Stephen Sondheim’s incandescent 1984 musical Sunday in the Park with George inspires like a great work of art. You never tire of looking at it and you see new things, feel new things every time you take it in.
This current viewing is courtesy of Signature Theatre and director Matthew Gardiner, who takes what is considered a cool-toned and cerebral show and imbues it with astonishing warmth, quickness and light.
In his hands and assisted by a superlative cast, Sunday pays loving tribute to the process of creation—not only a masterpiece painting, but a child, a new life, the reinvention of self.
The play centers on George Seurat’s feverish making of “Sunday Afternoon on the Island of La Grande Jatte,” and the artist’s sacrifices to bring such a work into the world. Seurat developed the painting technique pointillisme, in which small dots and brush strokes blend together when seen from a distance. The effect is shimmering, ever-changing—as if Seurat captured the nature of color and light on canvas.
The first act takes place in the late 1880s, as George (Claybourne Elder) works on the painting while his model and lover Dot (Brynn O’Malley) poses, fusses and tries to concentrate—which unfolds in the luminous, tone-setting opening song “Sunday in the Park with George” and the frenzied rhythms of George’s explanation of the artistic process, “Color and Light.”
It appears Seurat has no trouble connecting the light-filled dots for his masterpiece. His problem is connecting with people, most notably Dot—a radiant creature with a Renoir complexion and the clear-eyed joyfulness of the subject of a Mary Cassatt portrait who basks in her lover’s gaze, but who longs to be truly seen. One of Gardiner’s agile flourishes shows Dot and George at opposite ends of his atelier (Daniel Conway fashions a studio with an attic skylight that is pure Parisian romance), their gestures mirroring each other as she sits powdering at her dressing table and he stipples paint onto the canvas.
When George neglects to take her to the Follies because he needs to complete a segment of the canvas (“Finishing the Hat,” a tender and rueful explanation of an artist’s isolation and obsession), Dot realizes that her destiny may lie elsewhere (as seen in the charmed patter and intricate rhymes of “Everybody Loves Louis” and the raw, frustrated passion of “We Do Not Belong Together.”)
Dot needs to hear the words “I love you” and it is wrenching when Elder’s Georges says that he simply cannot speak the words she so longs to hear. He is a bit incredulous, since his love for her is spread all over the canvas for “Sunday Afternoon on the Island of La Grande Jatte.” Not to mention that he is breaking new ground with his dots of pure color and light.
He treats the world as fodder for the canvas. Even his mother (the towering Donna Migliaccio) keeps a stately distance and only converses with her son as he hunches over a sketch pad. Yet another striking aspect of this production is its balance.
The secondary roles, the background figures in the painting, are vivid and rich. Maria Engler brings humor and wistfulness to the role of the dutiful nurse and a cheerfully vulgar “ugly American” on holiday with her indulgent hubby (Dan Manning). Migliaccio is commanding and sharp as George’s mother, willfully mired in the past and her song “Beautiful” is a high point. You usually don’t have much sympathy for the snooty wife of fellow artist Jules (Mitchell Hébert, in gentlemanly pique) but Valerie Leonard gives the role a touching vulnerability and class.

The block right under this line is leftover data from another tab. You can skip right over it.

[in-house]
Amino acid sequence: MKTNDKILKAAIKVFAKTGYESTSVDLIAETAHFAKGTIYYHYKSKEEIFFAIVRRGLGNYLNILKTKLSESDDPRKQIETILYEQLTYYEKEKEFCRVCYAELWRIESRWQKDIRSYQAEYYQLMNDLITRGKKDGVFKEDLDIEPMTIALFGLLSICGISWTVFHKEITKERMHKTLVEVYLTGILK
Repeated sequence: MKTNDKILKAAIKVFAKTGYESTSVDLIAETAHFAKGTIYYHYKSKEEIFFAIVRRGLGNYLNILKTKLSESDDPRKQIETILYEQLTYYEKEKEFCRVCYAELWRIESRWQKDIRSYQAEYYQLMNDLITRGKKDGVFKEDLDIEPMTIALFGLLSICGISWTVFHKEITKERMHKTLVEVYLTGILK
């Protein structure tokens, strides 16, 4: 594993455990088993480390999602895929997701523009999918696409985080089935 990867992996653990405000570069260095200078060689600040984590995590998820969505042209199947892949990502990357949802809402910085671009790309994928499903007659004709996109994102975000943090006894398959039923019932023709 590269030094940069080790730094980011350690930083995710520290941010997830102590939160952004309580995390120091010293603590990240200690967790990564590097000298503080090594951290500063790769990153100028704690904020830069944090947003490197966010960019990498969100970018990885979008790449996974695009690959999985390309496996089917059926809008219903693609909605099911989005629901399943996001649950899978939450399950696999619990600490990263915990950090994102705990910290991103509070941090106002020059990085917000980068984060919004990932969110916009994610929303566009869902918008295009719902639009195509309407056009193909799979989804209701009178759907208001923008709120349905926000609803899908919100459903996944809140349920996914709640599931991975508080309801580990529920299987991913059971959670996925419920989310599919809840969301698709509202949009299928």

No production of Sunday in the Park with George would be complete without the creation of the famous painting at the end of Act 1, as the cast hypnotically walks into place and the backdrops descend. Just try not to break out in shivers as Sondheim’s audacious, haunting score swells and Conway, lighting designer Jennifer Schriever (whose painterly light is sublime throughout) and costume designer Frank Labovitz pull of the gorgeous illusion of actually being inside a beautiful, important painting.
The second act is set nearly 100 years later in New York, with Georges and Dot long gone, leaving only the magnificent painting and the child they made together, the elderly Marie (O’Malley).
SUNDAY IN THE PARK WITH GEORGE
Closes Sept 21, 2014
4200 Campbell Ave
Running time: 2 hours, 30 minutes with 1 intermission
Tickets: $29 – $109
Tuesday thru Sunday
Dot and Marie is played with delicacy and quicksilver spirit by Ms. O’Malley. She seems to embody lightness, like a painting made flesh. Her voice is strong and nimble in the first act, but there is something devastating and deep about her performance in the second act, where she sings “Children and Art” with trembling fire as she points out her mother “There she is/there she is/there she is”– revealing that Dot did indeed eventually see the love splashed all over the canvas and passed that love of art and family onto her child. And the reunion with her great-grandson (“Move On”) takes on a ghostly grandeur.
Signature and Gardiner make a pure case for both love and art in Sunday in the Park with George.
Sunday in the Park with George . Book by James Lapine . Music and Lyrics by Stephen Sondheim . Directed by Matthew Gardiner . Featuring Claybourne Elder, Brynn O’Malley, Evan Casey, Susan Derry, Erin Driscoll, Maria Egler, Mitchell Hébert, Valerie Leonard, Joseph Mace, Gregory Maheu, Dan Manning, Donna Migliaccio, Paul Scanlan, Sadie Rose Herman and Lucy Alexa Herman. Musical Direction by Jon Kalbfleisch; Scenic Design by Dan Conway; Costume Design by Frank Labovitz; Lighting Design by Jen Schriever; Sound Design by Lane Elms; Video Design by Robbie Hayes; Wig Design by Samantha Birchett-Hunter; Production Stage Manager Kerry Epstein. Produced by Signature Theatre . Reviewed by Jayne Blanchard.